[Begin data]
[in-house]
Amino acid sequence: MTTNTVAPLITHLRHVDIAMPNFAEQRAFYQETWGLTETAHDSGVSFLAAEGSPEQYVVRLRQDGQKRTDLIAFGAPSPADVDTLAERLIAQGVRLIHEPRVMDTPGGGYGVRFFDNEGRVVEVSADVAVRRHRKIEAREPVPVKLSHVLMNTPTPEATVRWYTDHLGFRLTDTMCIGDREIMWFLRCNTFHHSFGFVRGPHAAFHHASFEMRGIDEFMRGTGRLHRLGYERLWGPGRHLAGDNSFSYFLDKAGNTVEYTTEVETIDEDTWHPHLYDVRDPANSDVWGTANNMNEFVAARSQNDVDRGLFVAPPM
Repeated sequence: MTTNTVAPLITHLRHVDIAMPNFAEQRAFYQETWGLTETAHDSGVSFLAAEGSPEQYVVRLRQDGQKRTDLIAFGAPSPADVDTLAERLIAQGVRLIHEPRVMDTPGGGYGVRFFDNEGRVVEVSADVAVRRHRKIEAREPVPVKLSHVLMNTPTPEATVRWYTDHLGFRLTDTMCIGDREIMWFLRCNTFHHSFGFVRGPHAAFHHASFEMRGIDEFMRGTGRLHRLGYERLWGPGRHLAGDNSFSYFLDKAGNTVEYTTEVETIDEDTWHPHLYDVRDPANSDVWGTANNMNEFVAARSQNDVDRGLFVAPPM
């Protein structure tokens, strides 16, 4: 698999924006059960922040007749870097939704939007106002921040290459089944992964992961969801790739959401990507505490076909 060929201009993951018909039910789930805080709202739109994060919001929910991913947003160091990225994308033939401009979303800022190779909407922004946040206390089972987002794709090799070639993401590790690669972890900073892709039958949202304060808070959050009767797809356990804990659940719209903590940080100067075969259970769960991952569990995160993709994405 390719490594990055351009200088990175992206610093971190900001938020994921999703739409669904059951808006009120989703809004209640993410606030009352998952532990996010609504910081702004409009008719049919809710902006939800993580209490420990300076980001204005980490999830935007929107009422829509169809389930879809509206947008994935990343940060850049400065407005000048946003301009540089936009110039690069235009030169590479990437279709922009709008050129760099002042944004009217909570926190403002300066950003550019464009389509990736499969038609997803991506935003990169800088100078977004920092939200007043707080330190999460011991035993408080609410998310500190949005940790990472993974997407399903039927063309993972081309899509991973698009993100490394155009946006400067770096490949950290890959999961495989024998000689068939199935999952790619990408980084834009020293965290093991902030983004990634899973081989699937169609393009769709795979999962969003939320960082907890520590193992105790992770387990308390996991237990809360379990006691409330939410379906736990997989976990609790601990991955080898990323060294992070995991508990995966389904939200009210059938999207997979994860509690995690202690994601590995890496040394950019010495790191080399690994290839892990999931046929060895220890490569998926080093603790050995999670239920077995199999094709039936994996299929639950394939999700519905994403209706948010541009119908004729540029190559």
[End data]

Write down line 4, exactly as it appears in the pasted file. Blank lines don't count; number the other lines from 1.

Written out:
């Protein structure tokens, strides 16, 4: 698999924006059960922040007749870097939704939007106002921040290459089944992964992961969801790739959401990507505490076909 060929201009993951018909039910789930805080709202739109994060919001929910991913947003160091990225994308033939401009979303800022190779909407922004946040206390089972987002794709090799070639993401590790690669972890900073892709039958949202304060808070959050009767797809356990804990659940719209903590940080100067075969259970769960991952569990995160993709994405 390719490594990055351009200088990175992206610093971190900001938020994921999703739409669904059951808006009120989703809004209640993410606030009352998952532990996010609504910081702004409009008719049919809710902006939800993580209490420990300076980001204005980490999830935007929107009422829509169809389930879809509206947008994935990343940060850049400065407005000048946003301009540089936009110039690069235009030169590479990437279709922009709008050129760099002042944004009217909570926190403002300066950003550019464009389509990736499969038609997803991506935003990169800088100078977004920092939200007043707080330190999460011991035993408080609410998310500190949005940790990472993974997407399903039927063309993972081309899509991973698009993100490394155009946006400067770096490949950290890959999961495989024998000689068939199935999952790619990408980084834009020293965290093991902030983004990634899973081989699937169609393009769709795979999962969003939320960082907890520590193992105790992770387990308390996991237990809360379990006691409330939410379906736990997989976990609790601990991955080898990323060294992070995991508990995966389904939200009210059938999207997979994860509690995690202690994601590995890496040394950019010495790191080399690994290839892990999931046929060895220890490569998926080093603790050995999670239920077995199999094709039936994996299929639950394939999700519905994403209706948010541009119908004729540029190559």